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Last spring, we were so over winter – so much so that during a routine Tractor Supply stop to pick up chicken feed and dog food, we ended up with a rather odd impulse purchase: three tiny ducklings. They were a spring preview, so to speak, because even though there was still snow on the ground, the fact that ducklings were available for $2.49 each meant that warmer weather was just around the corner.

We didn’t anticipate a few things with our impulse buy:

  • Ducks grow faster than chickens. They quickly outgrew the medium-sized box we had for them and, soon, we had a refrigerator box in our living room.
ducks2

 

  • Ducks are messy. Not only do they tip and spill water (so that we also had a tarp under the box in the living room), but they spent time in our bathtub, getting used to swimming. Cleanup afterwards was never a fun chore.
ducks1
  • Ducks are loud. Every night at 2 a.m. or so, they would start quacking. While we were thankful that our daughter managed to sleep through it, it drove my husband and me absolutely crazy.

After a few weeks, I was counting down the days to spring thaw and a duck coop. While coop design can range from geodesic dome to princess castle, we went with a basic do-it-yourself concept that primarily utilized pallet wood and ended up looking rather rustic chic.

Supplies:

  • Pallets
  • Foam insulation
  • Lumber for door and additional framing of structure (including outside attached yard if building one)
  • Plywood for roof and interior to cover insulation
  • Roofing material
  • Linoleum for floor (ducks are messy)
  • Door hardware
  • Chicken wire (for outside attached yard)

Tools:

  • Sawzall reciprocating saw with bi-metal blade
  • Hammer
  • Nails
  • Power screwdriver
  • Pliers
  • Staple gun
  • Staples

Here’s what we did:

  • Found a pallet big enough for the base. Because we only have three ducks, our coop didn’t need to be as big as the chicken coop.
  • Stockpiled other pallets. We used a sawzall reciprocating saw to take them apart. This method made it not necessary to remove the nails – we just sawed through them.
  • Next, we framed in the coop, angling the roof for easy snow removal. The roof was a single piece of plywood – the standard size from Home Depot ended up fitting perfectly without any extra sawing.
coop1

 

  • With a pile of pallet wood already disassembled, we nailed the boards to the frame.
  • On the interior, we lined the walls and ceiling with insulation before covering that with plywood.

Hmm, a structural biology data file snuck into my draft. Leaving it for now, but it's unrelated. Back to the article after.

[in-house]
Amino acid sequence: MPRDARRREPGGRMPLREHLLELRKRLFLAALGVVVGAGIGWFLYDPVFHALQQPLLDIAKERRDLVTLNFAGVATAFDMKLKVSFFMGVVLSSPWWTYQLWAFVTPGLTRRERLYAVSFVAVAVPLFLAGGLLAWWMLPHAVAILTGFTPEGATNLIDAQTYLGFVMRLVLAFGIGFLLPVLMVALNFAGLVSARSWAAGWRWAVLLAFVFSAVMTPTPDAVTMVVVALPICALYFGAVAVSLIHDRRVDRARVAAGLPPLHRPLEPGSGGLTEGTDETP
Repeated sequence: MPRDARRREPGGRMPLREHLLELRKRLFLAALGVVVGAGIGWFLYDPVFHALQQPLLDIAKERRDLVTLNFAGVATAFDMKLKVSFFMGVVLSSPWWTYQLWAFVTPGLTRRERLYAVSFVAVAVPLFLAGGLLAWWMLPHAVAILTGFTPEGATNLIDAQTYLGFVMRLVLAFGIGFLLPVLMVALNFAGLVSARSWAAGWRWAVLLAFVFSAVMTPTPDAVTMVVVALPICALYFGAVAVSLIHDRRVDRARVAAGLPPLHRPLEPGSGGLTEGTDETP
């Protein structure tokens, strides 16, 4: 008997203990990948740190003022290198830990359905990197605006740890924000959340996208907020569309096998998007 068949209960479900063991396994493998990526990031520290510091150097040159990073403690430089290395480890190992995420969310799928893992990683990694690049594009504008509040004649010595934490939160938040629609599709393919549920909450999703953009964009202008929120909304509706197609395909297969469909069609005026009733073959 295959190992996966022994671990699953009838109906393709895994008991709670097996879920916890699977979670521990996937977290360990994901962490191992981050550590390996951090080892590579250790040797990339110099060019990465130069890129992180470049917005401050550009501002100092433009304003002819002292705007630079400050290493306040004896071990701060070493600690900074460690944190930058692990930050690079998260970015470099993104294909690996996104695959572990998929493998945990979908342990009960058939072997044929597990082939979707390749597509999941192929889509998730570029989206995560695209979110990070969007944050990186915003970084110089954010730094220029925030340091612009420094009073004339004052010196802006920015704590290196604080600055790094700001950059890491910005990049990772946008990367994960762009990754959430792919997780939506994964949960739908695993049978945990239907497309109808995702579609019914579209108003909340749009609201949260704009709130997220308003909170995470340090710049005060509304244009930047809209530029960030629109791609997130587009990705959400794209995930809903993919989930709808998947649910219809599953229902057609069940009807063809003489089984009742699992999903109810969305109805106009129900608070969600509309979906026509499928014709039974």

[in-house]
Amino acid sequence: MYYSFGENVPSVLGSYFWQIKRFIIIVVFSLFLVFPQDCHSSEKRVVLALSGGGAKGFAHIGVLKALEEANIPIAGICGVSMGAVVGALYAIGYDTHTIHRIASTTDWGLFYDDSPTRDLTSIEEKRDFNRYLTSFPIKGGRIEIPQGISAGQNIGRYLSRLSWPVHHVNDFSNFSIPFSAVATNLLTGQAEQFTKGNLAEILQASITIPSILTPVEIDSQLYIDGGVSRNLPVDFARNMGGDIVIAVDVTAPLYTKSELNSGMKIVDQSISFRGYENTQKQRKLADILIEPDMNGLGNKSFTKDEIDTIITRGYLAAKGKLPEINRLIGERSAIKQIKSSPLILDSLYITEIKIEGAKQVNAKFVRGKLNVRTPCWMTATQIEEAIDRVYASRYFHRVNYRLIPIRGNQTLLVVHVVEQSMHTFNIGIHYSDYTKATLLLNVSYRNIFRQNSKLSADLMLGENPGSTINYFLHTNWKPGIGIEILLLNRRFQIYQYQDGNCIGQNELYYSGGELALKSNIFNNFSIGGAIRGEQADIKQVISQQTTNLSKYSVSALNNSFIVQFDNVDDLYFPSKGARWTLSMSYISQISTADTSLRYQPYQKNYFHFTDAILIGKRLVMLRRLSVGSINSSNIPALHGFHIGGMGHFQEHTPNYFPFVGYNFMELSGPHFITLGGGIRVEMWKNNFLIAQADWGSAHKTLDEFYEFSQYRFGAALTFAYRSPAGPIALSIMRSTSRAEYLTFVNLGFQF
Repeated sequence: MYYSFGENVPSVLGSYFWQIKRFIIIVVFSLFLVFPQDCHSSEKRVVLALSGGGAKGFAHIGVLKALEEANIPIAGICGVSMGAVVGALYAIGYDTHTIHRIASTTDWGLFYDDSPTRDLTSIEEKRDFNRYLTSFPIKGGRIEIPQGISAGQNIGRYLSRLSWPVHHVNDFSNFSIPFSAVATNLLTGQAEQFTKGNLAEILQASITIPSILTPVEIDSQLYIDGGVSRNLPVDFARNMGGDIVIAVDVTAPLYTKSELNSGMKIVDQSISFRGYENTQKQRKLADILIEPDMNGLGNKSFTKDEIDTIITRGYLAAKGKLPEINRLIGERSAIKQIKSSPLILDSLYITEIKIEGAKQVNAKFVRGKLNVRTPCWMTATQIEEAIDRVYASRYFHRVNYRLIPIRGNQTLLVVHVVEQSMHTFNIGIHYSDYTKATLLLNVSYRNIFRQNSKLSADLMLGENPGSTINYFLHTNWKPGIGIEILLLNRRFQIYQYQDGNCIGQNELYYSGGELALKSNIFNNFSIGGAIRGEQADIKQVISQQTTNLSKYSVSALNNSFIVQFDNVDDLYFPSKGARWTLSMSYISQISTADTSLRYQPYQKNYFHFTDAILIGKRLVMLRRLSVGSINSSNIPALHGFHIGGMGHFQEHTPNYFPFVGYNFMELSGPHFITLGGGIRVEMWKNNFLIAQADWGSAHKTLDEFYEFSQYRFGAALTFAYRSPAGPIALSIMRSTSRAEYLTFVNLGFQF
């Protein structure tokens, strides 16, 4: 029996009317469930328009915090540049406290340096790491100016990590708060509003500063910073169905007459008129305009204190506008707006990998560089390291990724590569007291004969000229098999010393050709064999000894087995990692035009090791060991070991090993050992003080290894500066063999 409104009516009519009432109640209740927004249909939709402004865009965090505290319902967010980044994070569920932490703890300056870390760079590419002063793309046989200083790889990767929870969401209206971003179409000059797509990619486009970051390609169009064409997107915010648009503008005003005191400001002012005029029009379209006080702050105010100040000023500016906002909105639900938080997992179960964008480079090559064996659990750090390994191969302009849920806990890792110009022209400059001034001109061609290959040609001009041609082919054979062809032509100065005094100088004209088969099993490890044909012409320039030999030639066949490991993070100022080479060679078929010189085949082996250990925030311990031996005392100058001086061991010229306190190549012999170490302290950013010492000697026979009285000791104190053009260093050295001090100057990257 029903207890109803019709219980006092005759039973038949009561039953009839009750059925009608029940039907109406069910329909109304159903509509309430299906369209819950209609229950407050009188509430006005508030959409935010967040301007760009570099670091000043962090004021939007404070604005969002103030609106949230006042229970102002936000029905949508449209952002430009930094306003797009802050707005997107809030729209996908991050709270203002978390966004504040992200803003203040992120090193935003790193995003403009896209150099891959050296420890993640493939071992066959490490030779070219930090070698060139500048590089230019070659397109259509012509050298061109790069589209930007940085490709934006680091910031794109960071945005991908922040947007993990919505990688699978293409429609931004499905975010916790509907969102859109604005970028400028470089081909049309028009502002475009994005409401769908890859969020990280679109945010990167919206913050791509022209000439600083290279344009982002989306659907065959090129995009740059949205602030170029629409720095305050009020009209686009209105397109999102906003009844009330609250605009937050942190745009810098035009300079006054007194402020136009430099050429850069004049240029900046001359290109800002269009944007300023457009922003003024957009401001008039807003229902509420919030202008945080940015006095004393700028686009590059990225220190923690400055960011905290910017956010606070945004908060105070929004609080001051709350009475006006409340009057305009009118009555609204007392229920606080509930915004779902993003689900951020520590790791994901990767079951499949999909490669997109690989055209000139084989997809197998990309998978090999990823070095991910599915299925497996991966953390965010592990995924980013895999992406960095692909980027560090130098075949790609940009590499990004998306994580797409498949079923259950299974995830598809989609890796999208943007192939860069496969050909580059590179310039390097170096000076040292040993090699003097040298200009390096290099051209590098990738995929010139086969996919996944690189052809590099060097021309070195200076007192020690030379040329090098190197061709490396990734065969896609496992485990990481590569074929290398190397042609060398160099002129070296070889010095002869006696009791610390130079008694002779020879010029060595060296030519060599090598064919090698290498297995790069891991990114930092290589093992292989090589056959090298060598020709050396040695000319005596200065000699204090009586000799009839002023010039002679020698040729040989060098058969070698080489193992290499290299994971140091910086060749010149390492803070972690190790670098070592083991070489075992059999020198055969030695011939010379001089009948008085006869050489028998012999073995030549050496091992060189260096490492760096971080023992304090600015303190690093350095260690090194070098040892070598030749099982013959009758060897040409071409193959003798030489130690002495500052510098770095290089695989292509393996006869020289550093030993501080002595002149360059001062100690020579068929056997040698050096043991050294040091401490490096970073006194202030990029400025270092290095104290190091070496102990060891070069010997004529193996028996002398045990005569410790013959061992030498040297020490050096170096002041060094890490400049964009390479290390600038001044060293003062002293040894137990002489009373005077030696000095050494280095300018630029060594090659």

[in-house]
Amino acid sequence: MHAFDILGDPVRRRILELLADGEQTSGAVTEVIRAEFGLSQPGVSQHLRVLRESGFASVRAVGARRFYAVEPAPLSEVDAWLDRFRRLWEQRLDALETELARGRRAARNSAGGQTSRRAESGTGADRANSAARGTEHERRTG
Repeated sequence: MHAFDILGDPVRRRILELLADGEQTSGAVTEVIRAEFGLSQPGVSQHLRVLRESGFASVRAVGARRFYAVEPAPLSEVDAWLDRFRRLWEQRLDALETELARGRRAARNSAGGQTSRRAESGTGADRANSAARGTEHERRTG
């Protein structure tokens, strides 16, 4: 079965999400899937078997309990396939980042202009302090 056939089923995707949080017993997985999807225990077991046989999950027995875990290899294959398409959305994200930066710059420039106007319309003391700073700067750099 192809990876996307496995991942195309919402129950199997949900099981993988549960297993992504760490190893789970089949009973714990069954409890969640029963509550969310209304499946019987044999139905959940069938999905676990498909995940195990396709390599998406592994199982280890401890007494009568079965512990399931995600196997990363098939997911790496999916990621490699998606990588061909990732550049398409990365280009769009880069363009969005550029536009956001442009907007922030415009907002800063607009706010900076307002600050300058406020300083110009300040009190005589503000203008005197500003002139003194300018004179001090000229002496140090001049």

• Once the structure was solid, we built simple doors: one big enough for us to get into the coop for cleaning and feeding and another smaller door on the other side to let the ducks in and out.
coop2

 

  • Install thick linoleum floor to keep the place waterproof. Like I said above, ducks are messy. In fact, keep the water source out in the attached yard of the coop to minimize water inside.
  • Framing in the outside yard was a matter of simply following the roof line and using some 2x4s and chicken wire.
coop3

 

  • The final step was lining the inside of the coop with pine chips and hanging the feeder in the corner.
coop4

 

When it was time for the ducks to move out of my living room and into their coop, I’d been looking forward to it for a while. And I’d like to think that they were, too, considering how pleased they were with their new digs. That night, the silence in the house was absolutely priceless.

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Kristen A. Schmitt writes about wildlife, sustainable agriculture, environmental issues and the outdoors. Her work has appeared in National Geographic, Fast Company, Audubon, Eating Well,USA Today, Hunt & Fish and others. Follow her @Kristen_Schmitt.

5 Tips For Capturing Unique Trail Camera Photos

July 24th, 2016 by BTC Editor

Wood Duck drake and hen taken by #BrowningCameras Recon Force

 

Using trail cameras to scout for wildlife can be rewarding in more ways than one. The most obvious reason to use a trail camera is to pattern and age deer so you have a better idea of where to hunt and which deer you would like to harvest. Aside from hunting purposes, my favorite use of a trail camera is just to get good, unique pictures of a variety of different wildlife. Targeting a specific species and getting quality pictures at the same time can often be challenging, but I have a few tips I’d like to pass along that have helped me get some interesting shots